When the court determines the income a parent receives for child support purposes, it typically must consider all possible sources of income, including overtime pay. However, under certain circumstances, it might exclude overtime from the standard child support calculation.
Overtime is Income
To determine the amount child support, Washington State considers the parents' combined monthly income and number of children. It calculates the basic child support obligation using a table based on these two figures. Generally, overtime is included in the income calculation. However, if the court finds that the overtime is from a second job that is causing the parent to work more than 40 hours per week to pay for family needs, past relationship debts or past child support debts, and the overtime income will cease once the debt is paid, the court will not include overtime pay.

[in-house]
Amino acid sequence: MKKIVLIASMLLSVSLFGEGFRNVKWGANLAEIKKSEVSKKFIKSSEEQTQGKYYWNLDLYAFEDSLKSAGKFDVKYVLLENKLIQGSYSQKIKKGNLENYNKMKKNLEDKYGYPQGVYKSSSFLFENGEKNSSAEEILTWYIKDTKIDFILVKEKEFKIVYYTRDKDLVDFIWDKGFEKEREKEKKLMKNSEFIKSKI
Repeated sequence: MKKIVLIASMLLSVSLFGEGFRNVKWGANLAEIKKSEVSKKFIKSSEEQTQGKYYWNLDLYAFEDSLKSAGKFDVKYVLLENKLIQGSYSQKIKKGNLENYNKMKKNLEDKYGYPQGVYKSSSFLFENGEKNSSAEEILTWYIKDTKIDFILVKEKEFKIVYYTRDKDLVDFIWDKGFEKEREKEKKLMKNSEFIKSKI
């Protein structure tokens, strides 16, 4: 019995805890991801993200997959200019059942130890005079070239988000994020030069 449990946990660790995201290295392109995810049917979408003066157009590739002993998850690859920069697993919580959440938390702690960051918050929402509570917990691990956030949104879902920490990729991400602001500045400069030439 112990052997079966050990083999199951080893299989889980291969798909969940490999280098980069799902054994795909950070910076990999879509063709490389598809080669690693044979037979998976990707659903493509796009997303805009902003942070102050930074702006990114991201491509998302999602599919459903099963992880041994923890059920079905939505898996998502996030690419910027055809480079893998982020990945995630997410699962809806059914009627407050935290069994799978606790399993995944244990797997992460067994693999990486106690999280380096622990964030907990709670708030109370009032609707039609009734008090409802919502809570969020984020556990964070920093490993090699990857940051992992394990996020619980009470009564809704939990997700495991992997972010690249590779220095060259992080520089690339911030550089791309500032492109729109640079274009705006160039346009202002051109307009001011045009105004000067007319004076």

A Washington State court must follow the standard child support calculation unless it finds that there are reasons to deviate from the standard calculation. Because it would be unfair to set child support based on income that is sporadic and temporary, the court will not consider nonrecurring income. For this reason, a court might or might not consider overtime to be nonrecurring based on how often the parent receives it. The court reviews a parent's earning records to determine whether overtime is recurring or not by examining the parent's income over the past two years.